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The Day we had ‘Pride in our Parish’
(reprinted, with permission, from the Parish Newsletter of November 7th 2011)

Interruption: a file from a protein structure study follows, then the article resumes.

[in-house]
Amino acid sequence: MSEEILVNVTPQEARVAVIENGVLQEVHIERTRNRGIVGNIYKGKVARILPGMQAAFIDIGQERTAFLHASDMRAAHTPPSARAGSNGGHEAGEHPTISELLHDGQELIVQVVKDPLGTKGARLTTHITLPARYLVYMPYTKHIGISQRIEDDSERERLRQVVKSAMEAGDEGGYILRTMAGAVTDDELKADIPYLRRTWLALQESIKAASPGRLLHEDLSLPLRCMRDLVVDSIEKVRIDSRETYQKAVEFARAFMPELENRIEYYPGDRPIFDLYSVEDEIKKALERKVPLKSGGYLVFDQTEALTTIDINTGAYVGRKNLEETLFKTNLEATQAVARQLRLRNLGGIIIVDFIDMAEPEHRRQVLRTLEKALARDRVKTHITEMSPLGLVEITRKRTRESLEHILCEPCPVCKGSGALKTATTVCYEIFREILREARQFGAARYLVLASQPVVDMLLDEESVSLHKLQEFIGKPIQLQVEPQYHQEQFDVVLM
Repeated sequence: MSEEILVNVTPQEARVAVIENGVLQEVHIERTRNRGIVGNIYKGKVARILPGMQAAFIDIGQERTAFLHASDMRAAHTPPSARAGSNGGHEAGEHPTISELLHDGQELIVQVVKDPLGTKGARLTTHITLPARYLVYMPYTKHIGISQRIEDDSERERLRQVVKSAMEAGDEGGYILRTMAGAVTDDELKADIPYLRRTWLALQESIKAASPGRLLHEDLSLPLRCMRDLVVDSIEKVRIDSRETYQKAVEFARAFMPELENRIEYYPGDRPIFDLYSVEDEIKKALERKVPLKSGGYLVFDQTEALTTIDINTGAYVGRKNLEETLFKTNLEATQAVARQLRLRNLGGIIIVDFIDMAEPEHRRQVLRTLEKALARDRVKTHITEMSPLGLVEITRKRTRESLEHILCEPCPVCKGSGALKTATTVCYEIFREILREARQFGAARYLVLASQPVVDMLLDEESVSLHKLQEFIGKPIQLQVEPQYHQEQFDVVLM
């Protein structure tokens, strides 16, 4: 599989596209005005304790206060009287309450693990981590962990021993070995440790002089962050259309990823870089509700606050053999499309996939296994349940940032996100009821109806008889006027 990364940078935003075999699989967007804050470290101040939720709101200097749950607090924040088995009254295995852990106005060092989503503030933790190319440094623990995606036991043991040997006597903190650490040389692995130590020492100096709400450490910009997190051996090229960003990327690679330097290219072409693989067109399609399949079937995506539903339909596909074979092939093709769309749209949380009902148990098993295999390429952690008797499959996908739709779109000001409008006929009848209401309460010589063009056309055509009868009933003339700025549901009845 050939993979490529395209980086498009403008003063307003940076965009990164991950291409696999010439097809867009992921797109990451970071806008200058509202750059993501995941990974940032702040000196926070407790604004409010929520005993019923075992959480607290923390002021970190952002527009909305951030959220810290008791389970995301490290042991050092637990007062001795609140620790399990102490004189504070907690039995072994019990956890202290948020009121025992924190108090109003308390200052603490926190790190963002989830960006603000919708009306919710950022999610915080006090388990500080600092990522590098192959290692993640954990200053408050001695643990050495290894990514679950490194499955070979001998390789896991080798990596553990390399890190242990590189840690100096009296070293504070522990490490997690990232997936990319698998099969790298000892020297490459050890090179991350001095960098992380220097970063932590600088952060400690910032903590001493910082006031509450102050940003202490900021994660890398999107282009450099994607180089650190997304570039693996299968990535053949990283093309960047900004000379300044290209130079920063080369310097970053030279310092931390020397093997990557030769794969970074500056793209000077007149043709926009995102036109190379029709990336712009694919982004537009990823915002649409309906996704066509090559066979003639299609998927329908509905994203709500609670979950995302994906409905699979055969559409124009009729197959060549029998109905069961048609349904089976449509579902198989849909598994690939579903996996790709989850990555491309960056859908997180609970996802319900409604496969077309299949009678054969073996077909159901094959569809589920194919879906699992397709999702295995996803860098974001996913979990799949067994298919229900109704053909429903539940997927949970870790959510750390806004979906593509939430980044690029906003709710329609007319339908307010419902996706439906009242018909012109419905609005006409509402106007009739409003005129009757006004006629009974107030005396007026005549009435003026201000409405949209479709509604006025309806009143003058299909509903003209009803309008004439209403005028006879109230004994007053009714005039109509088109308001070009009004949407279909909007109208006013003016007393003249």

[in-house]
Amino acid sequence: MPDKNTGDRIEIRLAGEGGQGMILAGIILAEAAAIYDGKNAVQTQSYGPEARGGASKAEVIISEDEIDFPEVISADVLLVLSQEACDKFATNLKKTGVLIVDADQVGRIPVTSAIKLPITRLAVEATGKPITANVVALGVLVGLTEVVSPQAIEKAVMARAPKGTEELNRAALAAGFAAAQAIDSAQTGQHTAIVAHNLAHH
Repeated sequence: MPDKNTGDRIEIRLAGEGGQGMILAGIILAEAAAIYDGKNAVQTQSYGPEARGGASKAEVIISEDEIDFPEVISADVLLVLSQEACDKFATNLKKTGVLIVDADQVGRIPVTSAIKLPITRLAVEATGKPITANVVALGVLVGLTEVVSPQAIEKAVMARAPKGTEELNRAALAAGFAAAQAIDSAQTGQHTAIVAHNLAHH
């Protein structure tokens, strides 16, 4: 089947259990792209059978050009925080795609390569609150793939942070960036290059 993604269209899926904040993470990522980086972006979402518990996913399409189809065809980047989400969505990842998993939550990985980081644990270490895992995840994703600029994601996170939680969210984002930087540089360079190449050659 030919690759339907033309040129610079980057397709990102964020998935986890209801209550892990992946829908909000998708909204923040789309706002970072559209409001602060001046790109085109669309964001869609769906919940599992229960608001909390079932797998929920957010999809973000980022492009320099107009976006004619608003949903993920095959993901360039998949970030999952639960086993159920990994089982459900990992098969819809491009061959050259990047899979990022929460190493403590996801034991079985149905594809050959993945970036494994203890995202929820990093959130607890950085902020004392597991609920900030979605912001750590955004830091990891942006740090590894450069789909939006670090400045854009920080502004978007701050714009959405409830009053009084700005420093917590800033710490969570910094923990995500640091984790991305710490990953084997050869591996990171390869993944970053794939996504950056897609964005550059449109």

October 23rdHaving received the update on weather the decision to postpone to Sunday of last week was made. Cakes had been donated very kindly for our first attempt on the 23rd were set up in the main porch and were joined by the lads selling the burgers we had hoped to barbecue later. The scene was surreal as Fr. Ned came down and stood in the main door after saying Mass, chatting with our mass-goers cum cake and burger buyers and youngsters disappointed that we had to postpone all the fun. Outside in the car park, our small committee was sending home the bouncy castle, the goals and the young people who were going to help us out for the day. After making the cancellation phone-calls to more people we headed home wringing wet, hungry but spirits still raised, and started organising for our evening entertainment which was going ahead. Take away food eaten (no substitute for Sunday roast) the girls sorted out the tickets and the prizes for the raffle. The night goes well and the lads did great selling the tickets and there was great banter with all there. We were ready for Sunday week, after a couple of get-togethers to copper-fasten arrangements, a leaflet drop was organised and the lads were sent out to the doors.